Brent Bozell

Let's be blunt: Michael Moore is one ungrateful leftist hack. CNN had showered him with three hours and 10 minutes of face time (repeats included) on "Larry King Live" and "The Situation Room," helping him sell his latest socialist film, "Sicko." That kind of attention would make a conservative drool. But when CNN aired a "fact check" piece on his documentary, adding a fraction of balance, he declared jihad, promising in a letter to be CNN's "worst nightmare."

CNN medical reporter Dr. Sanjay Gupta put together a fairly mild report taking issue with some of Moore's cinematic claims. For example, Moore gauzily promoted the health-care promise of communist Cuba. In the film's most publicized stunt, he traveled with Americans suffering from 9/11-related symptoms and had them treated in Cuban hospitals. Gupta pointed out that while Moore highlights that the United Nations World Health Organization cites the United States as 37th in the world for health care, the same study ranks Cuba as 39th.

This is the kind of fact checking that drives Moore into a frenzy. He cannot tolerate someone insisting that the infallible Michael Moore would ever mangle a fact. In a response on his Website, Moore didn't say Gupta was wrong. Instead, he declared, "CNN should have its reporter see his eye doctor," since that list with Cuba two slots down is clearly on screen, even in the trailer. Technically, he's correct. A sharp-eyed viewer can see Cuba. But that's not the point, and Moore knows it. Moore's voice-over was focusing the viewer on how the United States ranks just above poor Slovenia at No. 38.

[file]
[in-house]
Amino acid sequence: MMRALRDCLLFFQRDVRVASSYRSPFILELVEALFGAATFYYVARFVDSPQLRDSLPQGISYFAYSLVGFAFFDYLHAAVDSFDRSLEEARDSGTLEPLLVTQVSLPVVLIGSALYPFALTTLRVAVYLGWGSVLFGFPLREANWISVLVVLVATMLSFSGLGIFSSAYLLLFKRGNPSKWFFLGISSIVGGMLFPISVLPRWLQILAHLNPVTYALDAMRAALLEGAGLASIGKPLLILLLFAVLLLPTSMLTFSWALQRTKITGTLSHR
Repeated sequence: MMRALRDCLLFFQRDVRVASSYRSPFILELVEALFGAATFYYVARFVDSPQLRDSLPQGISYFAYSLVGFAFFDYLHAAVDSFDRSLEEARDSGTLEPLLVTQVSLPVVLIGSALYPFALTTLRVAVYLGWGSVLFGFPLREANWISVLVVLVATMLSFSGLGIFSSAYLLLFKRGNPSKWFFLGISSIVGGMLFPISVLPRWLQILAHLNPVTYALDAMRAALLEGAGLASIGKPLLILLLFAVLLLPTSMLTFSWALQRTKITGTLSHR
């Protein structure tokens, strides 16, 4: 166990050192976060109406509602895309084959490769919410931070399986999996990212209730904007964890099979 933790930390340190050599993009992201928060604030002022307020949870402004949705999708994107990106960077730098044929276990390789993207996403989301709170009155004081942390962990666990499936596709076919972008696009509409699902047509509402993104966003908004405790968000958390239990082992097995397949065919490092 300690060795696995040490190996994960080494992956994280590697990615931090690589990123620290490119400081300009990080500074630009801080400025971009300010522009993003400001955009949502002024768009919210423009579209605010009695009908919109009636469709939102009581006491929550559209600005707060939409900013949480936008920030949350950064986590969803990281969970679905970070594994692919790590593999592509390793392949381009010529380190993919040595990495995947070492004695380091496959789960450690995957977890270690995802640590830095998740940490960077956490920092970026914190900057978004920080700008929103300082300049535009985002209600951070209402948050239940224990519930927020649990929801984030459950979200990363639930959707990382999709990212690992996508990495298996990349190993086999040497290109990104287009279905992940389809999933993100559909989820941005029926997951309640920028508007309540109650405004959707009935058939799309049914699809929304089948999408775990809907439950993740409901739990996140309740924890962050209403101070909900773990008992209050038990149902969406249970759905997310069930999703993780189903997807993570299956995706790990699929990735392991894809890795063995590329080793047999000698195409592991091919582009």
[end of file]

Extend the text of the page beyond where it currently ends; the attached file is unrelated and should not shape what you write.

Then he walked away from the facts, making the outrageous claim that communist Cuba's dismal ranking is all America's fault: "The fact that the healthcare system in an impoverished nation crippled by our decades-old blockade (including medical supplies and drugs) ranks so closely to ours is more an indictment of the American system than the Cuban system."

The chutzpah level is so high he should seek medical attention. Most of Moore's attack on Gupta doesn't claim Gupta has mangled the facts, but instead argues that Gupta's facts are not important. Moore isn't saying Gupta is "untrue" -- he's "true, but." Gupta noted America ranked No. 1 in patient satisfaction. Moore admits: "True, but" when the WHO took patient satisfaction into account in its comprehensive review of the world's health systems, we still came in at No. 37.

Gupta reported that Americans have shorter wait times than everyone but Germans when seeking non-emergency elective procedures. Moore doesn't say that's untrue, but: "This isn't the whole truth. CNN pulled out a statistic about elective procedures."

Brent Bozell

Founder and President of the Media Research Center, Brent Bozell runs the largest media watchdog organization in America.
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